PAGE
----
We are in the heart of winter. The single digit temperatures make leaving the house a brutal endeavor. The next fifty days are perhaps the most difficult for Chicagoans. The long slog of winter can be depressing and seem endless. Sunday’s text from Isaiah and a word from guest speaker Andrew Fields offered hope and motivation for anyone feeling the sting of a difficult season or whose New Year’s resolutions have already failed.
Isaiah 49 is a dialogue between an unnamed servant and God. The servant is Isaiah or Josiah or Jesus or Israel or anyone who has ever said, “All my work has been for nothing. I’ve spent all of my energy and what do I have to show for it?” The servant has thrown up their arms and is choking back the tears of failure. During the sermon, Andrew shared about a moment he and his wife Amy had during their time as educators in Honduras wherein cultural barriers and disheartening circumstances led to a sense of toiling in vain.
In the cold Chicago winter, it is so easy to limit our thinking to our own walls. A seemingly futile job search leaves you feeling like you will be perpetually unemployed. A miscommunication makes a relationship feel like it is forever lost. A 5-year plan comes and goes, unfulfilled.
The passage from Isaiah begins with a disheartened plea. We might expect an Old Testament God to unleash a chastising litany of reasons for the lack of progress. Or perhaps God will pat the servant on the back and help them set more achievable goals. But God is not so modest. He seems unfazed by the futility that has the servant fretting. He is not anxious. In fact, God says, "It is too small a thing that you should be my servant."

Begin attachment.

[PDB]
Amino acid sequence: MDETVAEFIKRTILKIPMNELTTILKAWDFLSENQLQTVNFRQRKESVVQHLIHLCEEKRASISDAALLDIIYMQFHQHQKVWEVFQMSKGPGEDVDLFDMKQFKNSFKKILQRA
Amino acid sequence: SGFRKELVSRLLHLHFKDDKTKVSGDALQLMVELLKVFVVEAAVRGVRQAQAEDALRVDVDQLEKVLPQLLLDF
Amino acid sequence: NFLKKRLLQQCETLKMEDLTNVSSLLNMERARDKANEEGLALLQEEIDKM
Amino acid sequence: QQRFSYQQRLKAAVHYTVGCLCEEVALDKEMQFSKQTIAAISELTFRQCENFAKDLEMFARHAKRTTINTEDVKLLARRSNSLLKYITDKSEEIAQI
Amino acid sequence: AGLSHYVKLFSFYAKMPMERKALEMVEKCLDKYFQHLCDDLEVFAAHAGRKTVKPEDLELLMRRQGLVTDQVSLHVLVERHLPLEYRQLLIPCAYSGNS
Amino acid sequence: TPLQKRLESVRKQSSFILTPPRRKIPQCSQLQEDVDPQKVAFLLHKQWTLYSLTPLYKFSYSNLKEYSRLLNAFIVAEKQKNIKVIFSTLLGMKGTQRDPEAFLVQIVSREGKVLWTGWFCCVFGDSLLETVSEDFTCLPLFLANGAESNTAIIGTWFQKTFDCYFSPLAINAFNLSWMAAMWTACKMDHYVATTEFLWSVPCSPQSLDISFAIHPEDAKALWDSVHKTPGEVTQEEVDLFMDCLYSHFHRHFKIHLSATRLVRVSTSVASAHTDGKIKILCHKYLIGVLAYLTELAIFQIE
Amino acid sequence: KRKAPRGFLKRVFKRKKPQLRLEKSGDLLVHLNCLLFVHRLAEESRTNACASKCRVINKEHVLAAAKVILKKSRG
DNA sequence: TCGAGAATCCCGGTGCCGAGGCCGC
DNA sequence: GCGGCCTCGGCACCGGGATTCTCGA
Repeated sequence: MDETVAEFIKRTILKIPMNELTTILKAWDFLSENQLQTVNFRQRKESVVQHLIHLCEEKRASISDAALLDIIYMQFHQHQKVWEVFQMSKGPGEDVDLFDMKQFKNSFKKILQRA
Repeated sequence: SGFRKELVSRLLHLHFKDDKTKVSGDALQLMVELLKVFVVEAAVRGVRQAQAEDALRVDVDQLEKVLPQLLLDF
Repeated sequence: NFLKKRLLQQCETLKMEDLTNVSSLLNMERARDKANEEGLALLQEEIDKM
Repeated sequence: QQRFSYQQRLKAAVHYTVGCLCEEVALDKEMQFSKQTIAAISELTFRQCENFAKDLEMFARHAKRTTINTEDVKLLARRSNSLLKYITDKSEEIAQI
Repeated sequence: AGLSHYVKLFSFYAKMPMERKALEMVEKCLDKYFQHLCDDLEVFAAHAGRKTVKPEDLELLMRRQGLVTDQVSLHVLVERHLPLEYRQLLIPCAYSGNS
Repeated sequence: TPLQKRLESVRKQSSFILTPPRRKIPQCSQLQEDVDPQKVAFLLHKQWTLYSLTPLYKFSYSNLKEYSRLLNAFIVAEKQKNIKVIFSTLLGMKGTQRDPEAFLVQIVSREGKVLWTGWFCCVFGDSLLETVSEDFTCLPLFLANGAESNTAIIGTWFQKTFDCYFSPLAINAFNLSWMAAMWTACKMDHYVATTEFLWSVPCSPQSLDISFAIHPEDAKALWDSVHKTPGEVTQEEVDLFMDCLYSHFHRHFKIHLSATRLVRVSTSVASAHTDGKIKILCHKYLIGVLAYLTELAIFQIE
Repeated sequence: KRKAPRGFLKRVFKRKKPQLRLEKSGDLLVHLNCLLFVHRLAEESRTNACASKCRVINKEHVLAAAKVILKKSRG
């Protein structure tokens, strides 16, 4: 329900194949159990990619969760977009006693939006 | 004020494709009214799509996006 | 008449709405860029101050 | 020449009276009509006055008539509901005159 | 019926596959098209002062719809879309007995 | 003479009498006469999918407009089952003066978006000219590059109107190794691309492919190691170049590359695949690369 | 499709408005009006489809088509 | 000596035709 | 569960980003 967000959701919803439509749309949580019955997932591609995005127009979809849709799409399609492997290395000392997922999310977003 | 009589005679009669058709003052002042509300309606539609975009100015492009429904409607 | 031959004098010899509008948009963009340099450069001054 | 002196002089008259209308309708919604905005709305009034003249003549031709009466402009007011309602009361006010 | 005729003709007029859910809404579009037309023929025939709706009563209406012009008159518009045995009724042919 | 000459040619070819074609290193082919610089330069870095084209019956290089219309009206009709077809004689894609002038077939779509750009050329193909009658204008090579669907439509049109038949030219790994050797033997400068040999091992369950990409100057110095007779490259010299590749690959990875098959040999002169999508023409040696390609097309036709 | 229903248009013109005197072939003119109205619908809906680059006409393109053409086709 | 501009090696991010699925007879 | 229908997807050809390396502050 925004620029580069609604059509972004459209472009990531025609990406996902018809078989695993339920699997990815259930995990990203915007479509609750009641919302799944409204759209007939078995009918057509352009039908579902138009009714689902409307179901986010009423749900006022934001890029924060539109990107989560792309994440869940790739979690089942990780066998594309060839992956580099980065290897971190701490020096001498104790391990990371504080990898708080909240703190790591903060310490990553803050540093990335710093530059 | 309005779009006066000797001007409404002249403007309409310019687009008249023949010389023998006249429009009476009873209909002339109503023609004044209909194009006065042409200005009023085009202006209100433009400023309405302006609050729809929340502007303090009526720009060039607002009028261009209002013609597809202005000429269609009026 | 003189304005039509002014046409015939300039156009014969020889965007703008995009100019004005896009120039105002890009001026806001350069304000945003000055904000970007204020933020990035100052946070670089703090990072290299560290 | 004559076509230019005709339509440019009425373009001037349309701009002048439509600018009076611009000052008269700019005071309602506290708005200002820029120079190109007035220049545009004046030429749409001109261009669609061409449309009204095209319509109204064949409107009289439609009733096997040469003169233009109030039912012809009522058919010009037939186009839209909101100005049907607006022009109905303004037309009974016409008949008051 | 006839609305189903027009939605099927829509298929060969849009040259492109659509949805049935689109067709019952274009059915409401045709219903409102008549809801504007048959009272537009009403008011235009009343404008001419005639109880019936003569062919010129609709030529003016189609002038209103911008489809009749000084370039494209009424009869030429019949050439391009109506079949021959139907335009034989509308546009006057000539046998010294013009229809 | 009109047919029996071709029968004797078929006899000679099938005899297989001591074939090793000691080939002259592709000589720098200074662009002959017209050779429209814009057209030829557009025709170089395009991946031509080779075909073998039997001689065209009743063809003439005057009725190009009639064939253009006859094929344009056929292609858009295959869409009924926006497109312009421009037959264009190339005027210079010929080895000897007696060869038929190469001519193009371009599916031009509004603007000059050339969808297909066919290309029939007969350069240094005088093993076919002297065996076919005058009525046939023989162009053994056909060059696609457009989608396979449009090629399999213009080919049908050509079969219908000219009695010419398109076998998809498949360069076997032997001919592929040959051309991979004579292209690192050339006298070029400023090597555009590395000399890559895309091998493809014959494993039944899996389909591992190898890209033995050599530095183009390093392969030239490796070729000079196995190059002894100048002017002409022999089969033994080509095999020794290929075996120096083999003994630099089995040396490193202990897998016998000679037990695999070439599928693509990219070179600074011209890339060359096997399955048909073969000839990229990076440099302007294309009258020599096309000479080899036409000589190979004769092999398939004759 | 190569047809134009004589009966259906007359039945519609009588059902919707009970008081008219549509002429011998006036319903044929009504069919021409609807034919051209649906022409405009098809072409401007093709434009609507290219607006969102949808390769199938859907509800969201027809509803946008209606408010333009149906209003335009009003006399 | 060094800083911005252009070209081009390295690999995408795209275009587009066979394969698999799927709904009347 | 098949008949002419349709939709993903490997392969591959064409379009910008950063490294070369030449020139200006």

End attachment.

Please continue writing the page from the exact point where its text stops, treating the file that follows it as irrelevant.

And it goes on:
"Oh, don't be anxious about that. I've got far more in store."
God’s plans are no small plans.
The text reminded me of the Chicago fire and the rebuilding that took place in its wake. I love the famous quote by the chief city planner and architect, Daniel Burnham, “Make no little plans. They have no magic to stir men’s blood.” There may have been a temptation to think fearfully about how to plan for a city that had just been devastated. There was certainly mourning over all that had been lost, both over lives and a beloved city. But Chicago also had the vision to not let present defeats draft the plans for the future of the city.
In The Weight of Glory, C.S. Lewis writes, “It would seem that Our Lord finds our desires not too strong, but too weak.”
The Christian God is not modest. He is the God of doing immeasurably more than our own expectations. He does not make little plans. Don’t let current circumstances give you tunnel vision. Don't let present defeats draft future plans.